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So Wrong

Okay, I don't want to post this, but it's burning up in my bones. Or I need a Tums. Probably both.

I've held back in so many ways in talking about something, and it's time for me to at least vent, exhaling some of the gunk that's been backing up in me over this one area of Christianity that's just so wrong: . There are a number of blogs and websites that exist to point out the flaws in others within the Church. Some are directed towards the postmodern or emergent church. Others focus more exclusively on aspects of spirituality, seeing something "new age" under every rock & in every corner. Others look to tear down anyone remotely associated with Rick Warren, Bill Hybels, anyone with a goatee or tattoos, etc.

Tell me where in the Bible God calls anyone to spend their lives or make a living by pointing out the folly and foolishness of others. I know there are prophets in the OT who did amazing things as the mouthpiece of God to tell the entire nation of its depravity, and to point out to individual leaders what might come their way as a result of their sin. I know that there are numerous admonitions for protect the faith, to discern truth, to avoid the appearance of evil, to beware false doctrine. I know all that is there - but there is even that much more in the Bible having to do with extending grace, forgiveness in the face of sin, our inability to judge because of our tendency to look only at the outside. Hello, people - when you judge the shortcomings of others, your own faults come to the top as a "log in the eye" that needs to be dealt with in the same way you should be dealing with others. Passing judgment is a very big deal, something reserved for Jesus, and then mostly at the end of it all.

I think I understand their heart, feeling that they are defending the faith by pointing out where the message of Christ might be sold short. They want to protect others from falling into what they see as traps. We do need to be vigilant and watchful, so I'm not faulting them there. It's the way it's being done, with no mercy and without allowing for conversation and questions. Most of what I see is misunderstanding and just selling people short on their motives. One side wants the other to understand its position, basically willing to have freedom with the nonessentials of the faith; the discernment ministry side wants the other side to cease and desist as demonically wrong.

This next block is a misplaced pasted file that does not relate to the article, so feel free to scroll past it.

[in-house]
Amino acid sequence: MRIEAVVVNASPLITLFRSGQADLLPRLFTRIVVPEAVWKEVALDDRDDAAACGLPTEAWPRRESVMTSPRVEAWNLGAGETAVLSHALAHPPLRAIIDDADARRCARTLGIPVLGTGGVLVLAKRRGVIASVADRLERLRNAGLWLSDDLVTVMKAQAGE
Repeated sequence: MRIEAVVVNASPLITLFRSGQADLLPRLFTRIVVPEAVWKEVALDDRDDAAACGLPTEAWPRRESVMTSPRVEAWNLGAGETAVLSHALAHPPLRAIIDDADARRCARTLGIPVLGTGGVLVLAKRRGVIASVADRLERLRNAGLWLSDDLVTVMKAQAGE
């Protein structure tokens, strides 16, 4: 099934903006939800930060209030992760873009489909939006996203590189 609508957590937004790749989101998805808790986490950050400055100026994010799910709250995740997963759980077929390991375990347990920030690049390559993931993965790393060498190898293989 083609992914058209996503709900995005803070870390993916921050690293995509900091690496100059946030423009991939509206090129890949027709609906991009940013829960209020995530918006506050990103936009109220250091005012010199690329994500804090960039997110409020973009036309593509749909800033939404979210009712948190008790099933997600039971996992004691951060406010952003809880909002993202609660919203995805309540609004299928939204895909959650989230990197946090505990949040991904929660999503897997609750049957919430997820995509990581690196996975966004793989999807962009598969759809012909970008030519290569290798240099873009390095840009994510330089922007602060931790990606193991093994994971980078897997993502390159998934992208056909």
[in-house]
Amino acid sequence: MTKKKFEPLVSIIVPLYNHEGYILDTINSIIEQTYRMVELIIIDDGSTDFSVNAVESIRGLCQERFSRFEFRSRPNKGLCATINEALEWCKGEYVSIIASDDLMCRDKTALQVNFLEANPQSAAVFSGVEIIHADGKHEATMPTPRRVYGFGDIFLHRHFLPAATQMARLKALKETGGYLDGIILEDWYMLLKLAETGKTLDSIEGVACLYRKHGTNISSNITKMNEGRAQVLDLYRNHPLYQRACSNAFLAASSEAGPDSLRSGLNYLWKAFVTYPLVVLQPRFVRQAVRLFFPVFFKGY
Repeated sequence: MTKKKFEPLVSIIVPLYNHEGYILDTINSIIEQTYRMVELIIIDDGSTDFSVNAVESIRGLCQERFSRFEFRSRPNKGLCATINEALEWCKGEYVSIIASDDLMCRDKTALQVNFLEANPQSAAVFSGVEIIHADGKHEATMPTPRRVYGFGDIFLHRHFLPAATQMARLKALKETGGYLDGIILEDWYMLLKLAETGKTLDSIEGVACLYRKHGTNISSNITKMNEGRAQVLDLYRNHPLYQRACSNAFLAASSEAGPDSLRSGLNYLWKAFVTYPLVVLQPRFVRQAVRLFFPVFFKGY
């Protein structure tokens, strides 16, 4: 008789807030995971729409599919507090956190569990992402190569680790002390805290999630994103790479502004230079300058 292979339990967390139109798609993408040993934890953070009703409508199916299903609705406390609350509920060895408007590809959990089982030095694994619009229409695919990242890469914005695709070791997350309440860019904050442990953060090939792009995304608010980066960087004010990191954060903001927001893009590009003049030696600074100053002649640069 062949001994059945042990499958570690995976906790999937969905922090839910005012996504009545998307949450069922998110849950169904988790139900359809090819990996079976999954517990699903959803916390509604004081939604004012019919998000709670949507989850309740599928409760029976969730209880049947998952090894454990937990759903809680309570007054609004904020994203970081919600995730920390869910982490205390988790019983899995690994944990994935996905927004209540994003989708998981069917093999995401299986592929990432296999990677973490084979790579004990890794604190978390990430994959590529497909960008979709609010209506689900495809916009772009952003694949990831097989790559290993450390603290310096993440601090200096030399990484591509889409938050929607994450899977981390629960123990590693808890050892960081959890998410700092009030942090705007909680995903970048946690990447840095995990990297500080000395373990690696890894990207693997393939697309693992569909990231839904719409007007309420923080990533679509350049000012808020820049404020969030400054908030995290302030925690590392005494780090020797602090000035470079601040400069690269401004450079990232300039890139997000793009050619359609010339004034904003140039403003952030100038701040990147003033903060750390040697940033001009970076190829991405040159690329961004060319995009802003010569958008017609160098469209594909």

But "heresy" is a huge charge, having the assumption that the one calling out the wrong is the holder and arbiter of absolute truth. There's no unity in this, no love for brothers and sisters in Christ. Instead of conversation to understand, or at least a reproof that points toward growth and giving each other the benefit of the doubt, there's this feeling of superiority and righteousness that totally disregards what God might actually be orchestrating.

"His ways are higher than our ways" works both ways, and we'll miss out if we dismiss each other, if we can't fellowship around our commonalities for the impasse of undiscerning judgment.


Blogger The Cubicle Reverend said...

Although to a certain extent I agree with you I do think there is a justification of being critical of a lot of teaching. Most teaching I hear is more shmaltzy which I think we can let go (be greatful Lucado) while others are actually I think putting souls in jeopardy. I spent a number of years following Creflo Dollar and believing the name it and claim it doctorine. All it ultimately did was burn me out and made me almost lose my faith. And to be honest I think when it comes to Emergent thinking and the rise of the mega-church I think we should be critical of these types of thinking. Instead of turning them too God they are making them more self-centered, "How can I feel good?" and want to be a part of American culture (or wherever) instead of being a response and even counter to it at times. When it comes to small issues (are we pre-trib or post, infant baptism or not) it is ok to disagree, even healthy and necessary. But when that teaching gives us a perverted view of God then it is very dangerous indeed.

24/8/05 9:22 AM  
Blogger MaryAnn M said...

yes..go on..good job

24/8/05 4:00 PM  
Blogger Zube Girl said...

This post is a perfect example of why I respect the heck out of your blog.

You have a beautiful heart Rick.

That is all.

24/8/05 7:12 PM  
Blogger Kim said...

I'm totally with you on this, Rick S. Bravo! Well said!